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Working for International Dialogue and Peace
Iranian Parliament Speaker Ali Larijani has warned that there are “retaliatory plans” in place in the event that the US Congress follows through on efforts to impose new sanctions against them. ››read more
What do you call the unelected leader of a state that beheads people in public, permits only one faith and exports an extreme form of Islam to other countries? If he happens to be Abu Bakr al Baghdadi, self-appointed caliph of Islamic State (Isis), the answer is one of the world’s most wanted terrorists. If he is King Salman bin Abdulaziz al-Saud, the proper form of address is “Your Majesty”. ››read more
2015 marks the 70th anniversary of the bombings of Hiroshima and Nagasaki, a sharp reminder of the catastrophic humanitarian consequences of nuclear weapons and the imminent danger to humanity posed by some 17300 bombs in the world today, irrespective of the legally binding obligation of the five (officially-recognized) nuclear weapons states (U.S., Russia, China, France, and England) to take practical steps toward a total elimination of nuclear weapons, i.e., disarmament. ››read more
Nearly one-third of anti-Iran pressure group United Against Nuclear Iran’s 2013 budget came from the country’s foremost Republican megadonor, a man who invested a reported $98 million to defeat Barack Obama in the 2012 election, casino magnate Sheldon Adelson. Adelson routed his $500,000 donation to UANI through his family foundation, according to tax documents. ››read more
The former French prime minister Dominique de Villepin, who led opposition to the Iraq war, this week described Isis as the “deformed child” of western policy. The west’s wars in the Muslim world “always nourish new wars” and “terrorism among us”, he wrote, while “we simplify” these conflicts “by seeing only the Islamist symptom”. ››read more
Edward Snowden has blasted the United States policy of launching cyberattacks first before defending the security of its own network and Internet infrastructure. ››read more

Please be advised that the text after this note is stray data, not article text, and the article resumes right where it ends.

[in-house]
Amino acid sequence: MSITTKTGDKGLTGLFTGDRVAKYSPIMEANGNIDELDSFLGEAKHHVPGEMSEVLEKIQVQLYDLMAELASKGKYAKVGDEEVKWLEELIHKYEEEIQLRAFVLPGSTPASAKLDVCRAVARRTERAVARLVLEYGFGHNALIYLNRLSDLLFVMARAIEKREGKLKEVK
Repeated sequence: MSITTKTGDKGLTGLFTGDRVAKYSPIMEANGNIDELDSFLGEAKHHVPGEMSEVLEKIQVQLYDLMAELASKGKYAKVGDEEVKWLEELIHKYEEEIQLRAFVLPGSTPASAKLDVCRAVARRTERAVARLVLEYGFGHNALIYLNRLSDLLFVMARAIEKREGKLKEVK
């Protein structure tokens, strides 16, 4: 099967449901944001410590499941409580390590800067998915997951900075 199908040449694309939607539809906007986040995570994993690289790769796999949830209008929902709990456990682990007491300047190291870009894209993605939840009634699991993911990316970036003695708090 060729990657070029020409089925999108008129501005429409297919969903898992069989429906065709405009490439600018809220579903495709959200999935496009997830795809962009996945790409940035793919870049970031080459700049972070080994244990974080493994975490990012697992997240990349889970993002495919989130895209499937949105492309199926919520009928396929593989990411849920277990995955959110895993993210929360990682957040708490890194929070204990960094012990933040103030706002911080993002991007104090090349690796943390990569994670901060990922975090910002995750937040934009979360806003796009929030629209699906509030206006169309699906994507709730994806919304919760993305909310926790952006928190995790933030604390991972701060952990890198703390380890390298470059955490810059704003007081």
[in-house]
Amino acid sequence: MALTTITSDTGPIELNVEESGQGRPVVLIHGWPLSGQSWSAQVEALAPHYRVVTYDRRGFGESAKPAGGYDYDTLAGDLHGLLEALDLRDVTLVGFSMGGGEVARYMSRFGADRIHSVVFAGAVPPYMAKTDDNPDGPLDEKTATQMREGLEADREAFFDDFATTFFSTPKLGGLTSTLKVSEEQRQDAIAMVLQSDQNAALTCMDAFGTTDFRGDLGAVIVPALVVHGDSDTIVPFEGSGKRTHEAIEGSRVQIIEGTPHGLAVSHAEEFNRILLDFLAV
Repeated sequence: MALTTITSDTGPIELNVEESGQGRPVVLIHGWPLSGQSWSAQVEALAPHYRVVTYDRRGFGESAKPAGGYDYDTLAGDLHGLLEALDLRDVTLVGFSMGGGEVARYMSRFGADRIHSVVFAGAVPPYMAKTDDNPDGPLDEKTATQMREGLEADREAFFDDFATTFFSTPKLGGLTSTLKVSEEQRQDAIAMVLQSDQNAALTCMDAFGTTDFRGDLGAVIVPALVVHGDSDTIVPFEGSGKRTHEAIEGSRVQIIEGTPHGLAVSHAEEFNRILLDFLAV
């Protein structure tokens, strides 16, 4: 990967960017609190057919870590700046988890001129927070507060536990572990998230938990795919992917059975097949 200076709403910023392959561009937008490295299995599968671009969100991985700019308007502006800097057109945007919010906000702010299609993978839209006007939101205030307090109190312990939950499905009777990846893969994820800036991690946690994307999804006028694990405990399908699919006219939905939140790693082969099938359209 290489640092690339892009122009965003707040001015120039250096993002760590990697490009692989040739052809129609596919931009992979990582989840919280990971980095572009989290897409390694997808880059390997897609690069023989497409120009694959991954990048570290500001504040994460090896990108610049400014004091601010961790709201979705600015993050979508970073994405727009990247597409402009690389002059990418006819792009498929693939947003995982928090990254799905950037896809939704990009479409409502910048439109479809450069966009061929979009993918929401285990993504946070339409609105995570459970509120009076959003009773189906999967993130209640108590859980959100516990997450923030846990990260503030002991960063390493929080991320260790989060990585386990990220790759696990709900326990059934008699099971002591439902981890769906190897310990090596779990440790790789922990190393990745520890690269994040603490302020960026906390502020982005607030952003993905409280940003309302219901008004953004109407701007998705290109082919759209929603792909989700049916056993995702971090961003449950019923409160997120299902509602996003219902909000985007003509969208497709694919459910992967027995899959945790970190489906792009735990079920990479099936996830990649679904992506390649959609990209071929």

Catching and punishing those responsible for the Charlie Hebdo massacre is not going to deter people who have martyrdom as a central feature of their faith. But bringing to an end, or even just de-escalating the war in Syria, would begin to drain the waters in which violent jihadism flourishes.
Such a de-escalation means the US, Britain, France and their allies accepting that they are not going to overthrow Bashar al-Assad and Assad accepting that he is not going to win back all of Syria.
There should be ceasefires between government and non-jihadi rebels. Power would be divided within Syria and, for the first time, governments in Damascus, Baghdad and Paris could unite against violent Sunni jihadism. ››read more
It is very difficult to imagine the administration rethinking its hard line unless and until Iran walks away from the negotiations at the end of the current extension and threatens to resume the development of its enrichment capabilities that it chose to freeze as a confidence-building measure. ››read more
The prospects for a diplomatic rapprochement between U.S. and Cuba serve as a timely barometer on U.S.-Iran relations, in light of the strong parallels between the two cases. In fact, one may even go further and assert that the White House's ability to normalize relations with Cuba and end the half-century embargo on the island-nation in its vicinity serves as a litmus test of Obama's foreign policy including its Iran policy. ››read more
In a critique of the handling of the Iran file by the International Atomic Energy Agency, former IAEA Director General Han Blix has called for greater skepticism about the intelligence documents and reports alleging Iranian nuclear weapons work and warned that they may be used to put diplomatic pressure on Tehran. ››read more
Editor's note: Gareth Porter, an investigative journalist and historian specializing in U.S. "national security" policy and was the recipient of the Gellhorn Prize for journalism in 2012. His new book, Manufactured Crisis: The Untold Story of the Iran Nuclear Scare, was published by Just World Books in early 2014.
On December 11, the spokesman for the International Atomic Energy Agency (IAEA) confirmed that his agency was, as Gareth Porter asserted on this website earlier this month, not interested in accepting a recent invitation by Iran to visit Marivan, at least at this time.
The spokesman, Serge Gas, reportedly told Reuters in an email that the agency had “explained clearly to Iran—on more than one occasion—that an offer of a visit of Marivan does not help address specific concerns related to the issue of large-scale high explosive experiments.” No further elaboration was made in the email, according to Reuters.